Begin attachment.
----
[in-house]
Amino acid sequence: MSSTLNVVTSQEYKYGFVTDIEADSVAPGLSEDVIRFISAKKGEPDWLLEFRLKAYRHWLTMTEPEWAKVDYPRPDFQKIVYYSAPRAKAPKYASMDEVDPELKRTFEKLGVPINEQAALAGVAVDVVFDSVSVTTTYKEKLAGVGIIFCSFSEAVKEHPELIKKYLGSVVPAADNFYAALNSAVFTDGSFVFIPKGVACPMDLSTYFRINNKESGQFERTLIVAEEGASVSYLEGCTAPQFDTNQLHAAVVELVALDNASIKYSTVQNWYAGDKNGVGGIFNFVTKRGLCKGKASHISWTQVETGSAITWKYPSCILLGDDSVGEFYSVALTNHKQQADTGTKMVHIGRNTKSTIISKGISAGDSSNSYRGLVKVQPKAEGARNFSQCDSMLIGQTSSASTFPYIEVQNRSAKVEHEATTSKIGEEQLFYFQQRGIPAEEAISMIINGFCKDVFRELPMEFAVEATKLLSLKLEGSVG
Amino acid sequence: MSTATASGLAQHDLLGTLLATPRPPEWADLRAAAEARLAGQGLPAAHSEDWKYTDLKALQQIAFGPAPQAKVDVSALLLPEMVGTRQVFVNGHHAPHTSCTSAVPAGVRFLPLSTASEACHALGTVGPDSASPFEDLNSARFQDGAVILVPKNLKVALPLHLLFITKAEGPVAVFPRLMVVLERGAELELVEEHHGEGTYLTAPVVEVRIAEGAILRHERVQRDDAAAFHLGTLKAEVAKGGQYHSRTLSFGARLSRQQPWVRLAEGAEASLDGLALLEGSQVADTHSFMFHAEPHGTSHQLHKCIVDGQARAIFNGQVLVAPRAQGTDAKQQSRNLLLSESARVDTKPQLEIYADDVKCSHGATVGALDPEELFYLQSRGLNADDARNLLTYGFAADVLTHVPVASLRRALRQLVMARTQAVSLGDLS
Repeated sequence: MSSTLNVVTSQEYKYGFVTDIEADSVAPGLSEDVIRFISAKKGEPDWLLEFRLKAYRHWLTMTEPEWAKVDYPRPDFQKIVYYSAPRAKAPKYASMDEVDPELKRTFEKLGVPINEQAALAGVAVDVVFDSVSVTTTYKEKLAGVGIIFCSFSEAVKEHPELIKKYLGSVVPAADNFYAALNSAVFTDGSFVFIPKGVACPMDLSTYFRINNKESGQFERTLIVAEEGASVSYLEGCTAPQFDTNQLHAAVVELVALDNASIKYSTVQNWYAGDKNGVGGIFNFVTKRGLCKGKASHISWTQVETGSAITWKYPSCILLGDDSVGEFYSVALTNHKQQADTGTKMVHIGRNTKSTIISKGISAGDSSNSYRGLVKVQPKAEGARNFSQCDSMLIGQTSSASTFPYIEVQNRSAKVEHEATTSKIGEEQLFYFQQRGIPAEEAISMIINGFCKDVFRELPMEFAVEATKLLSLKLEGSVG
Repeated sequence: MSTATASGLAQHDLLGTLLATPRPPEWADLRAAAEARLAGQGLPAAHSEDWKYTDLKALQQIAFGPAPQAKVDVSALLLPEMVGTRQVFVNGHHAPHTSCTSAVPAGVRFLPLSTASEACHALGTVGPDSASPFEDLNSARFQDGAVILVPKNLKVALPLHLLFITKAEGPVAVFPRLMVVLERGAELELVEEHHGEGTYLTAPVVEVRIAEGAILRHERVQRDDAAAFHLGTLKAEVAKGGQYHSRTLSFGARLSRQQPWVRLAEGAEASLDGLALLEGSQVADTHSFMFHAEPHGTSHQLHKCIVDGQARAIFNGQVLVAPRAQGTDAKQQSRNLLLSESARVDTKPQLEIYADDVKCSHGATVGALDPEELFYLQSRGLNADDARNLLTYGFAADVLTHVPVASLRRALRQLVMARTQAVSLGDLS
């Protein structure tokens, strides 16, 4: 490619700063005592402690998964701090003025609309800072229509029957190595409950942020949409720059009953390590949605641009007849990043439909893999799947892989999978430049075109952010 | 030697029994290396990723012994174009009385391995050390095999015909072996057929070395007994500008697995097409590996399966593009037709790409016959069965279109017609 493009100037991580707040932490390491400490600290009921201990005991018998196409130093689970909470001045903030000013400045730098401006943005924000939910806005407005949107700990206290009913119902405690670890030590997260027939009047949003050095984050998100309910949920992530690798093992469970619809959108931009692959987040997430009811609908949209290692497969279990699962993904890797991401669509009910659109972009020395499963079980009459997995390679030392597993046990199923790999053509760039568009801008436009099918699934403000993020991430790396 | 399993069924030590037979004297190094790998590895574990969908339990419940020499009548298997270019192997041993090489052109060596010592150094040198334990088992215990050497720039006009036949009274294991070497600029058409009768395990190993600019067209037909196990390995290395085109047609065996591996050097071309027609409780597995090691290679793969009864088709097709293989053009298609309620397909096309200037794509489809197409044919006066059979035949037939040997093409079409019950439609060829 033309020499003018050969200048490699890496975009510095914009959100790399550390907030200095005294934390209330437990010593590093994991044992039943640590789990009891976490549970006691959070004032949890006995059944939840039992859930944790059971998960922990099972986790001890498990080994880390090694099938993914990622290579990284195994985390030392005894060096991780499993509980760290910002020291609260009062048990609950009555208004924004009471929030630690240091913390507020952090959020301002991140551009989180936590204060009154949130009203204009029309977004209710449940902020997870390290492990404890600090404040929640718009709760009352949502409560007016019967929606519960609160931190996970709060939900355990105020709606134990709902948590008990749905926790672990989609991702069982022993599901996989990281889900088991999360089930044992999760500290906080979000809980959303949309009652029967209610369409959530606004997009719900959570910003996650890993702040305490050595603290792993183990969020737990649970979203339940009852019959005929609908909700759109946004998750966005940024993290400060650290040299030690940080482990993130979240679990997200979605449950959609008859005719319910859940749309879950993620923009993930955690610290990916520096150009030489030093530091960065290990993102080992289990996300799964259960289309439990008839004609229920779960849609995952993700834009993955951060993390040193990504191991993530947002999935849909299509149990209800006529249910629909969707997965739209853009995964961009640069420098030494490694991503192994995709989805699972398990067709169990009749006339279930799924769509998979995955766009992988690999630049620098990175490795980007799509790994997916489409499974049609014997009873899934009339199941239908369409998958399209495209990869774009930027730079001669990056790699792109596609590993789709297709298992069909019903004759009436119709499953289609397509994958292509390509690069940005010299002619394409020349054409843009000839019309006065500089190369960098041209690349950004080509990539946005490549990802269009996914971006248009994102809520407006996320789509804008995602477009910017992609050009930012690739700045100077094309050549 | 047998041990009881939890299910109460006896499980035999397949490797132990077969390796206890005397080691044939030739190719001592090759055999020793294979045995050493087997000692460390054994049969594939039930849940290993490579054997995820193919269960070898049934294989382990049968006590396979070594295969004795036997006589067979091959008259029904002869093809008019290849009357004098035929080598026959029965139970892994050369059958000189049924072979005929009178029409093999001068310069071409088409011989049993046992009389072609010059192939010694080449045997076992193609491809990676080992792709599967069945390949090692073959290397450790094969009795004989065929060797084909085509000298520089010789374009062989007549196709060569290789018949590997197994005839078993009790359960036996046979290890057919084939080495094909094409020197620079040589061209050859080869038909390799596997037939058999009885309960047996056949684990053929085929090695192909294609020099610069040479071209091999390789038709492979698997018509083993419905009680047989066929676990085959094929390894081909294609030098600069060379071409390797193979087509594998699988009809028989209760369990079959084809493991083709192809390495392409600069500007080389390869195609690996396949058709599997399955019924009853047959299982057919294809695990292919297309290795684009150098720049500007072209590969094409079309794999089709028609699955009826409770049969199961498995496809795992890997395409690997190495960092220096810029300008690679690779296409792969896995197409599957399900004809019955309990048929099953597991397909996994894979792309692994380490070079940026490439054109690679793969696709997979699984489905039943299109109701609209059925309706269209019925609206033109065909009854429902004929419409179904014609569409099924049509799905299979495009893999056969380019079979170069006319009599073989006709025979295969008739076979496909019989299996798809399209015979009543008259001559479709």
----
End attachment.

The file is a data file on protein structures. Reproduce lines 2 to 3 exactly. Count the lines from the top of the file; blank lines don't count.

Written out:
Amino acid sequence: MSSTLNVVTSQEYKYGFVTDIEADSVAPGLSEDVIRFISAKKGEPDWLLEFRLKAYRHWLTMTEPEWAKVDYPRPDFQKIVYYSAPRAKAPKYASMDEVDPELKRTFEKLGVPINEQAALAGVAVDVVFDSVSVTTTYKEKLAGVGIIFCSFSEAVKEHPELIKKYLGSVVPAADNFYAALNSAVFTDGSFVFIPKGVACPMDLSTYFRINNKESGQFERTLIVAEEGASVSYLEGCTAPQFDTNQLHAAVVELVALDNASIKYSTVQNWYAGDKNGVGGIFNFVTKRGLCKGKASHISWTQVETGSAITWKYPSCILLGDDSVGEFYSVALTNHKQQADTGTKMVHIGRNTKSTIISKGISAGDSSNSYRGLVKVQPKAEGARNFSQCDSMLIGQTSSASTFPYIEVQNRSAKVEHEATTSKIGEEQLFYFQQRGIPAEEAISMIINGFCKDVFRELPMEFAVEATKLLSLKLEGSVG
Amino acid sequence: MSTATASGLAQHDLLGTLLATPRPPEWADLRAAAEARLAGQGLPAAHSEDWKYTDLKALQQIAFGPAPQAKVDVSALLLPEMVGTRQVFVNGHHAPHTSCTSAVPAGVRFLPLSTASEACHALGTVGPDSASPFEDLNSARFQDGAVILVPKNLKVALPLHLLFITKAEGPVAVFPRLMVVLERGAELELVEEHHGEGTYLTAPVVEVRIAEGAILRHERVQRDDAAAFHLGTLKAEVAKGGQYHSRTLSFGARLSRQQPWVRLAEGAEASLDGLALLEGSQVADTHSFMFHAEPHGTSHQLHKCIVDGQARAIFNGQVLVAPRAQGTDAKQQSRNLLLSESARVDTKPQLEIYADDVKCSHGATVGALDPEELFYLQSRGLNADDARNLLTYGFAADVLTHVPVASLRRALRQLVMARTQAVSLGDLS